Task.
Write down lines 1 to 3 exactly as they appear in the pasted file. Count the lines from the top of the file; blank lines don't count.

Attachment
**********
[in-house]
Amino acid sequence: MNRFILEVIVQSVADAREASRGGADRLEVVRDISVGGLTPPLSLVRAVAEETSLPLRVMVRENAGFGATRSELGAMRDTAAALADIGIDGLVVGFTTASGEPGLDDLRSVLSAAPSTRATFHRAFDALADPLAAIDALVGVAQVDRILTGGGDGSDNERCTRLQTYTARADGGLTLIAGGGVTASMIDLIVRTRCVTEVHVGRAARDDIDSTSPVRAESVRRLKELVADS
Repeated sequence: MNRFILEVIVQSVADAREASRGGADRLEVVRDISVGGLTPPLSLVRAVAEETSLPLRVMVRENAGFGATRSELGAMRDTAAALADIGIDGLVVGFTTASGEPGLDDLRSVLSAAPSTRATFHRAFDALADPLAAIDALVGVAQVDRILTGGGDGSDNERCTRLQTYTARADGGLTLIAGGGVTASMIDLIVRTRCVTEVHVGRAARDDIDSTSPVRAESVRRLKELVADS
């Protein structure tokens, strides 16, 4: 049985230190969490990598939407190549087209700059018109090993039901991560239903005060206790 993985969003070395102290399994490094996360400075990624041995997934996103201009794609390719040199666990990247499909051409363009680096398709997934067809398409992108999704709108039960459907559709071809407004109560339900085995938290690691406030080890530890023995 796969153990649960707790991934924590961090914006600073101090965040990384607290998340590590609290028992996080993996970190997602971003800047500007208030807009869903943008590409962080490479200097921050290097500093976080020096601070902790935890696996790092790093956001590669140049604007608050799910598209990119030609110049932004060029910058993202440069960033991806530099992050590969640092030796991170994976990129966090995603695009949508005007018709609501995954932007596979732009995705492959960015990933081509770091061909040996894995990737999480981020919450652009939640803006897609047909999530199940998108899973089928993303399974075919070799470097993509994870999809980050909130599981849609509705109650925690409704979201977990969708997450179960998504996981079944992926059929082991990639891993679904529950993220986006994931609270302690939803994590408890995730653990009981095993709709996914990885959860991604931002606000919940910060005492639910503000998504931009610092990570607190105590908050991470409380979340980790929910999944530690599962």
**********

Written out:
[in-house]
Amino acid sequence: MNRFILEVIVQSVADAREASRGGADRLEVVRDISVGGLTPPLSLVRAVAEETSLPLRVMVRENAGFGATRSELGAMRDTAAALADIGIDGLVVGFTTASGEPGLDDLRSVLSAAPSTRATFHRAFDALADPLAAIDALVGVAQVDRILTGGGDGSDNERCTRLQTYTARADGGLTLIAGGGVTASMIDLIVRTRCVTEVHVGRAARDDIDSTSPVRAESVRRLKELVADS
Repeated sequence: MNRFILEVIVQSVADAREASRGGADRLEVVRDISVGGLTPPLSLVRAVAEETSLPLRVMVRENAGFGATRSELGAMRDTAAALADIGIDGLVVGFTTASGEPGLDDLRSVLSAAPSTRATFHRAFDALADPLAAIDALVGVAQVDRILTGGGDGSDNERCTRLQTYTARADGGLTLIAGGGVTASMIDLIVRTRCVTEVHVGRAARDDIDSTSPVRAESVRRLKELVADS